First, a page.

The Cullin-RING E3 ligase (CRL) family is commonly hijacked by pathogens to redirect the host ubiquitin proteasome machinery to specific targets. During HIV infection, CRL5 is hijacked by HIV Vif to target viral restriction factors of the APOBEC3 family for ubiquitination and degradation. Here, using a quantitative proteomics approach, we identify the E3 ligase ARIH2 as a regulator of CRL5-mediated APOBEC3 degradation. The CUL5Vif/CBFß complex recruits ARIH2 where it acts to transfer ubiquitin directly to the APOBEC3 targets. ARIH2 is essential for CRL5-dependent HIV infectivity in primary CD4+ T cells. Furthermore, we show that ARIH2 cooperates with CRL5 to prime other cellular substrates for polyubiquitination, suggesting this may represent a general mechanism beyond HIV infection and APOBEC3 degradation. Taken together, these data identify ARIH2 as a co-factor in the Vif-hijacked CRL5 complex that contributes to HIV infectivity and demonstrate the operation of the E1-E2-E3/E3-substrate ubiquitination mechanism in a viral infection context. Degradation of APOBEC3 proteins by HIV Vif hijacking Cullin RING E3 ligase 5 is essential for HIV proliferation. Hüttenhain et al. discovered the host factor ARIH2, which works with CUL5Vif/CBFß via a tag-team mechanism to target APOBEC3 proteins for ubiquitination and is essential for HIV proliferation in primary CD4+ T cells.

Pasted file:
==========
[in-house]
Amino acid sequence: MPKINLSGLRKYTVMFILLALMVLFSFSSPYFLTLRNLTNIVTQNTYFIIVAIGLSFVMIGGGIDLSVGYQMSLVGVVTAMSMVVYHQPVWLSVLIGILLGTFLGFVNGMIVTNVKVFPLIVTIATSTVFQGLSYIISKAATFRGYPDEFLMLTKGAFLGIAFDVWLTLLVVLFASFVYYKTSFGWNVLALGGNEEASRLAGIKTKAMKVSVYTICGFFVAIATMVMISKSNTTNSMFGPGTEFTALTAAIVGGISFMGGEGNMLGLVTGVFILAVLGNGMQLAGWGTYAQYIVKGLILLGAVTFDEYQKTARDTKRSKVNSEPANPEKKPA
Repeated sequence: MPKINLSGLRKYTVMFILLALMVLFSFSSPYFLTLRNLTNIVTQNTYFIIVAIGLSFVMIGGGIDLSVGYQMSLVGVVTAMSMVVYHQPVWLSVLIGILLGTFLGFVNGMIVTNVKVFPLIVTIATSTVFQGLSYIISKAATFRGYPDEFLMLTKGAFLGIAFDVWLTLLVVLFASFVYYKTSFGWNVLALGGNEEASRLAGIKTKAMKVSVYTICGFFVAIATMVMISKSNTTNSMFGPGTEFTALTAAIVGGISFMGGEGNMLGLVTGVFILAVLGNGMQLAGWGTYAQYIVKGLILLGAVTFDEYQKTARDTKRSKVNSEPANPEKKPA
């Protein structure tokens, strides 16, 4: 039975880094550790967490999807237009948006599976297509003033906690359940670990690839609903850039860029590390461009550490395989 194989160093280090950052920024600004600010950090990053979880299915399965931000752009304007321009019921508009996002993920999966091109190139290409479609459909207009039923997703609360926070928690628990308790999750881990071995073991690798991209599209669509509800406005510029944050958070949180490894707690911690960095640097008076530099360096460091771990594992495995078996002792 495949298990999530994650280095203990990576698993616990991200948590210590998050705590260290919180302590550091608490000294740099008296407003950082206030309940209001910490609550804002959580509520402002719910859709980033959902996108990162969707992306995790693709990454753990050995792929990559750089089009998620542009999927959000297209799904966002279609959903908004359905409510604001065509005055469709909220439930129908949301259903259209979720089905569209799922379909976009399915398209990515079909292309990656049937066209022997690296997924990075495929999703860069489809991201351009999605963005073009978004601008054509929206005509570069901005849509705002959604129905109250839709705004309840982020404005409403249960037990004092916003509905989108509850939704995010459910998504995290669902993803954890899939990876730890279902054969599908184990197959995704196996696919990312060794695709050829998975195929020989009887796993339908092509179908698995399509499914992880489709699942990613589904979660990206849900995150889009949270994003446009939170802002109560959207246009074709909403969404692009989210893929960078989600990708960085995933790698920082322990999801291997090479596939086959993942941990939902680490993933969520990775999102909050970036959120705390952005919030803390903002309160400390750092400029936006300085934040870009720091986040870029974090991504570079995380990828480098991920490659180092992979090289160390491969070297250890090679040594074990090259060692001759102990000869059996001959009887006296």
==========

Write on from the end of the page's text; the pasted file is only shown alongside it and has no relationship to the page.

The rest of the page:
- host-virus interactions
ASJC Scopus subject areas